Thanks to the Guardian I’ve just learnt all about Matteo Pericoli, an Italian who moved to New York in 1996 and started doing beautiful line drawings as a hobby while he worked as an architect. This hobby evolved into something more serious, and now Pericoli has a series of books showing skylines around the world. His New York views from famous people’s windows are my favourite though, showing a range of vistas from traditional NYC landmarks, through water tower strewn rooftop landscapes to just the windows of the opposite building. Pericoli has even won acclaim for creating the cover art The Beastie Boys ‘To The 5 Boroughs‘ album. Lovely, evocative stuff.
My good friend and talented author Jon has just had his latest magnum opus, The Night of Knives, released in paperback in the UK. It’s another swash-buckling tale of epic travels, technological wizardry and global subterfuge, and a damn fine read. This time the backdrop is Africa, the technology is mostly mobile phones and the subterfuge… well, you’ll have to read that to find out as Jon plots a fine sequence of twists and turns that will keep you guessing and happily sitting on the edge of your seat – whether that seat is on the tube or on a sunny beach somewhere. Hopefully a beach somewhere safer than Jon’s African idyll…
Go buy it now so Jon can fund his next epic trip and bring back tales for us all to enjoy through his eyes.
After many years of wishing everyone would hurry up and put Neil Gaiman’s excellent Sandman books out there as a movie, I’ve now decided that it would probably just upset me and most other folks who have their own Sandman vision in their heads. It’s funny how with books you’d expect this concern, but with Sandman being a comic you might think they’d be no issues – but having seen a few comic conversions recently I’ve realised how much editing they’d have to do and the story is the thing. So I’m happy not to hear of any Sandman movie news. Ever.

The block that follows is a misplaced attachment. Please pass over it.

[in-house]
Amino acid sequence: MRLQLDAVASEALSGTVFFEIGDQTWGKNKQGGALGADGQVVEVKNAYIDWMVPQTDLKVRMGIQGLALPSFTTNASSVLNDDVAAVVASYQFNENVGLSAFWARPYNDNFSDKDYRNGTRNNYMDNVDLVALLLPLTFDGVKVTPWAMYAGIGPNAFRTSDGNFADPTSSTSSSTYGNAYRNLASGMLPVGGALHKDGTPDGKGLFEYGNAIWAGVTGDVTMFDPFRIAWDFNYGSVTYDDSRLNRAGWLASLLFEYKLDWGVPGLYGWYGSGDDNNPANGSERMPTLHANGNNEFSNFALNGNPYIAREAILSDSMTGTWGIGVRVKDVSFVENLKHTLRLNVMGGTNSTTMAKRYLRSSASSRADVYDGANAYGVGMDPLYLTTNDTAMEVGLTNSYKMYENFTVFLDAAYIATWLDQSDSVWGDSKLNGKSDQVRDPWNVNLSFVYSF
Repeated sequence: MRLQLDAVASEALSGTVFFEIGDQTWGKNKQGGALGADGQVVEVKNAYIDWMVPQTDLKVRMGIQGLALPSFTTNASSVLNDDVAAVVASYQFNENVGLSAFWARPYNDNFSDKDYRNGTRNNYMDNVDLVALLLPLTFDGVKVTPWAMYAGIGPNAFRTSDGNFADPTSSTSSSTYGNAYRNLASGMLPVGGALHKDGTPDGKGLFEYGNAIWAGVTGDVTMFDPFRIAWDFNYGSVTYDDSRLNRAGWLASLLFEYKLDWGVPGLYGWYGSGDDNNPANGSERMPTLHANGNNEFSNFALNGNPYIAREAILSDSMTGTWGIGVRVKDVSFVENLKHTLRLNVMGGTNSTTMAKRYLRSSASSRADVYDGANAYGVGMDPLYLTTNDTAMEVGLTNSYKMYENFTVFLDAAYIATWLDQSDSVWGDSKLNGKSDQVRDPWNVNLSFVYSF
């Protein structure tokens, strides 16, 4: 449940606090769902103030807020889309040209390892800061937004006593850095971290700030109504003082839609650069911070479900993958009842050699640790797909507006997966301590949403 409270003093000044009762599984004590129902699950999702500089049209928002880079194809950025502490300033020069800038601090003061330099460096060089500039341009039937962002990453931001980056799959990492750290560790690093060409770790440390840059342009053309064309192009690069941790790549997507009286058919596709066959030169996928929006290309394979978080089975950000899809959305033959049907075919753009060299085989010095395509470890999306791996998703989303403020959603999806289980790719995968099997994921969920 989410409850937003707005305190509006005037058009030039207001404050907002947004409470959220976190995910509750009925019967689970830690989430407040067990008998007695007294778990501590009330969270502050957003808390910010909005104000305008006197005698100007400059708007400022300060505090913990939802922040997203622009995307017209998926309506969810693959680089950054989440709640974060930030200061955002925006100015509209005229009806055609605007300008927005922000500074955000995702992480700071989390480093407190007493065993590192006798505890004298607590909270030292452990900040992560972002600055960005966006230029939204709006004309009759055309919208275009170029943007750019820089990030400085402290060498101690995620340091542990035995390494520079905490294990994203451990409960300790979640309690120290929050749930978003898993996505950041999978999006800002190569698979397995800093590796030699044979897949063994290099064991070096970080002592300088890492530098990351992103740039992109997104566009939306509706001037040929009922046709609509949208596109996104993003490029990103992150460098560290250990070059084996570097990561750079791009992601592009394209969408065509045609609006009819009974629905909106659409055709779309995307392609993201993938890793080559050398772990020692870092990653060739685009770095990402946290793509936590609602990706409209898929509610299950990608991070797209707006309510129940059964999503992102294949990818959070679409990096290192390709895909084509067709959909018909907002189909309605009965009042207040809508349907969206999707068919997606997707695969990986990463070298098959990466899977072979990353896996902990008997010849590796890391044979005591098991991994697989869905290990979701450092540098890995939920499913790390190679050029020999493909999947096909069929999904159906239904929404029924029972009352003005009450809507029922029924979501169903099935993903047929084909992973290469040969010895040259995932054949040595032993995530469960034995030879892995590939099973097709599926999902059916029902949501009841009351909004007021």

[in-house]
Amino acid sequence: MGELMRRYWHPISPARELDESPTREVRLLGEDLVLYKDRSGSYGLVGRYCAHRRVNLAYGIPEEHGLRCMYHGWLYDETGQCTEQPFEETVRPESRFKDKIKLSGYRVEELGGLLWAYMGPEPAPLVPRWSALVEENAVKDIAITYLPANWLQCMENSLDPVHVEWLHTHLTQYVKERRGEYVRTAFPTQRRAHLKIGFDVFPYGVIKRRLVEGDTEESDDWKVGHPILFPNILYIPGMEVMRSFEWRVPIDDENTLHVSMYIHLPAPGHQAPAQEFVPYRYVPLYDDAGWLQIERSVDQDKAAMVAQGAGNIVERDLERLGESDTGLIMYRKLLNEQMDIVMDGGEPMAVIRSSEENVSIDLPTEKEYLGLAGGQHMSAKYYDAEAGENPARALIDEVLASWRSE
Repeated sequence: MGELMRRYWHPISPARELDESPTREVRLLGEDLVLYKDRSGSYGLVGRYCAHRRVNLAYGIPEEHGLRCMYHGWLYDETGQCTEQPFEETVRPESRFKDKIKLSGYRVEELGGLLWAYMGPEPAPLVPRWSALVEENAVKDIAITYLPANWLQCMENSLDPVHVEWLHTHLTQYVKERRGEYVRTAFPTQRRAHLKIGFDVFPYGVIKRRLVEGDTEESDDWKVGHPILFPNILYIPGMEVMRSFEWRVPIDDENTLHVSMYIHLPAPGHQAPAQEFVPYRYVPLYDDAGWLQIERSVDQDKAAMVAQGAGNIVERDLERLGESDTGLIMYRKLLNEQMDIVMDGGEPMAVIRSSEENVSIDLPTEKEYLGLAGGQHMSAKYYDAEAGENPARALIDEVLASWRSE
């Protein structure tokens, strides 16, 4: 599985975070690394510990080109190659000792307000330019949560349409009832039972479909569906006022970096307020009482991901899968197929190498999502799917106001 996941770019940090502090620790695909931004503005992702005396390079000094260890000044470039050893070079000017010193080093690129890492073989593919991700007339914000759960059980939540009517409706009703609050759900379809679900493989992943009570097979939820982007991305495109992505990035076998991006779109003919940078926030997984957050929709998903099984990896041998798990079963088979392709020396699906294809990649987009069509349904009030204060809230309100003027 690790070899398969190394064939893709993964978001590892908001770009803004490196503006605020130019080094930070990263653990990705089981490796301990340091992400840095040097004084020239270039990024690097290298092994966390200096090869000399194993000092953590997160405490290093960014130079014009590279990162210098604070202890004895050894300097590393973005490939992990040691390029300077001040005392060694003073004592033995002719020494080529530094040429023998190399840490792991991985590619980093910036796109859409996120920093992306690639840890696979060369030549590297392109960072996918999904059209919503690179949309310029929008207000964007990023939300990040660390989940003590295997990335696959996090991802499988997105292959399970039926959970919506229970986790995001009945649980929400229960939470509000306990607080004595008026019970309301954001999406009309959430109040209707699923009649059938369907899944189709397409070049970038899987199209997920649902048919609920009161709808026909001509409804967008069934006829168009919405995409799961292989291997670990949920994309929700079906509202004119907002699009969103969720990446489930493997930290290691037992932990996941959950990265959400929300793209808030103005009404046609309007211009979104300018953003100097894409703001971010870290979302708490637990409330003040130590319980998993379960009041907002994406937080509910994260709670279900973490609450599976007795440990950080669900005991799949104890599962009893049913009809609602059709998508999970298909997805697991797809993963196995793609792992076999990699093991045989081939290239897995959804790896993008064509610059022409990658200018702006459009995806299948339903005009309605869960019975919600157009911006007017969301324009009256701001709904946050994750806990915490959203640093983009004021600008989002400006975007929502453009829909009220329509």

That said I’m always happy to hear of more Gaiman related movie news when I’m not so emotionally invested in the books. I loved Stardust, I’m much more tempted to go see Beowulf now I’ve found out Gaiman worked on the script and soon we can see Coraline – an adaptation of one of his wonderful children’s books.
What I’d really love to see out of Sandman is a stand-alone movie, penned by Gaiman and using the characters without impacting the main storyline. That would be awesome.
I’ve been re-reading the excellent Flow: The Psychology of Optimal Experience again and I highly recommend you all do too. In it, author Mihaly Csikszentmihalyi describes his research into how people get into ‘flow’ states, that is states of enjoyable activity where you immerse yourself completely in what you are doing and stay deeply focussed. We’ve all done it at some point, missed our train stop when reading a book, sat down to do something then looked up and it’s the middle of the night and we forgot to eat and so on.
Mihaly argues that modern western society is full of flow destroying activities ripe with passive pleasure, such as television, rather than engaged enjoyment, for example knitting. These activities, while fun at first, lead to a longer term malaise as they do not involve us actively setting our own goals and following them through, which is core to the flow experience. Sports on the other hand are rife with flow, as they exist in their own world with strongly defined goals and excellent feedback to tell you that you’re there and getting better. Experts in the art and music world start to look for more complex experiences, moving from rock bands to classical or jazz, and then setting their own goals to analyse the music and deeply immerse themselves into that world.
What’s amazing about this concept is it works on a many different levels, you can even feel good about your day simply by writing a list of small tasks that need doing (goals) and ticking them off (feedback). Longer lasting, sustainable flow happiness comes from creating more complex experiences within overall goals, for example when you start taking photos you’re proud to create something that’s in focus, but as you spend more time immersed in the subject that is no longer sufficient – more complex internal goals must be met such as composition, lighting and the story being told.